We might never know exactly whether Tom Brady had anything to do with any sort of shenanigans involving footballs in the 2014 AFC Championship Game — or any other football game for that matter.
But one thing is sure: The New England Patriots quarterback’s decision to give up the Deflategate fight, which he announced Friday on his Facebook page, isn’t an admission of guilt. At least not necessarily. It’s as much an acknowledgement that the system as it’s currently constituted certainly needs fixing.
This entire saga stopped being about deflated footballs a long time ago. Once it entered the courts and appeals were thrown around, turning into a drawn-out legal fiasco, it became a labor battle more to do with the powers possessed by NFL commissioner Roger Goodell than anything else.
Sure, Brady and the Patriots could argue about the Ideal Gas Law until they were blue in the face. And yes, they could argue that a four-game suspension was a punishment unbefitting of the alleged crime. Again, the evidence was circumstantial at best, and no smoking gun was anywhere to be found.
But it didn’t matter because the NFL and the NFL Players Association collectively bargained Goodell’s decision-making power in 2011, and that’s why Brady faced such an uphill legal battle. The league and the players technically agreed to put this system in place, and that system ultimately railroaded Brady.
That likely will be Deflategate’s lasting legacy. Sure, Patriots haters will bring it up any and all times Brady’s name comes up for the rest of his career and beyond. But this probably won’t do much to Brady’s legacy in the long run. Like most controversies, it likely will fade over time (especially now that Brady has ended his fight), and the four-time Super Bowl champion’s Hall of Fame résumé largely will stand on its own.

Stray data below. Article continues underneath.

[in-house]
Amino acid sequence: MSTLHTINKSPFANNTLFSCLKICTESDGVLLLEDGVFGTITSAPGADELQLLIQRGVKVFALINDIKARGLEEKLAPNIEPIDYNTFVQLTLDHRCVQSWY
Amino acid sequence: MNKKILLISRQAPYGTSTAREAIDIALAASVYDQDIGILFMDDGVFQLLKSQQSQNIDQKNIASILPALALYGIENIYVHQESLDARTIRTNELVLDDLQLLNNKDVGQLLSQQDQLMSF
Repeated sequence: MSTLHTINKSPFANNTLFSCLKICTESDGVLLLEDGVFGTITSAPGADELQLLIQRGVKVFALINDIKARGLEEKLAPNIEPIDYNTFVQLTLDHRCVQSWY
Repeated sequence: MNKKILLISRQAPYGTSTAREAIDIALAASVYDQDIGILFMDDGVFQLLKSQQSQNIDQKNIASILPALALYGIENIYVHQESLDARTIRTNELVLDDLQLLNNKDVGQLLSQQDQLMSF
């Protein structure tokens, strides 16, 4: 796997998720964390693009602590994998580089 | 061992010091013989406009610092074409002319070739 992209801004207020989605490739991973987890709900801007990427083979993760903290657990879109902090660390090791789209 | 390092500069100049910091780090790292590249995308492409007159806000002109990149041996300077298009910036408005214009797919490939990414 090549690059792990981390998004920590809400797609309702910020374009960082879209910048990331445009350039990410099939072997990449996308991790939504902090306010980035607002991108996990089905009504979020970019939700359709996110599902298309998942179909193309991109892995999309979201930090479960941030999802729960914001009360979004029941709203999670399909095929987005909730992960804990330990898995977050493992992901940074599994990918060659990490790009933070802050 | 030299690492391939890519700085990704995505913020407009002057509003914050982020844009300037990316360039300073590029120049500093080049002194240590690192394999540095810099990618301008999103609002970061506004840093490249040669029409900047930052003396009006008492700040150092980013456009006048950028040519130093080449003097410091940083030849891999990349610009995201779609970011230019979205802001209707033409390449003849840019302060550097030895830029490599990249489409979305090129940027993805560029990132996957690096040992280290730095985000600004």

But Deflategate as a whole isn’t about to die. In fact, the fight just might be starting. Deflategate’s greatest irony was that the players helped give Goodell the absolute power he used to suspend Brady. Few would argue Goodell and the NFL acted with a whole lot of integrity, but it’s hard to say they acted unfairly, at least in regards to the CBA.
So if the NFLPA doesn’t make the disciplinary process an integral part of its arguments once this current CBA expires after the 2021 draft, then it’s dumber than we ever could have imagined.
If the NFL was willing to drag Tom freaking Brady through the mud, you’d better believe they’d be willing to do it to lesser players. The rest of the league had to take notice of that, and this should be a major sticking point in the next negotiations.
So with just 89 words Friday, Brady seemingly ended the Deflategate drama, never admitting guilt. That’s never going to happen, and if it was, Brady already would have settled this by now. However, he ultimately learned the fight against the NFL was unwinnable.
In doing so, though, Brady set the stage for a potentially huge labor battle that could shape the football and sports world for a long time.
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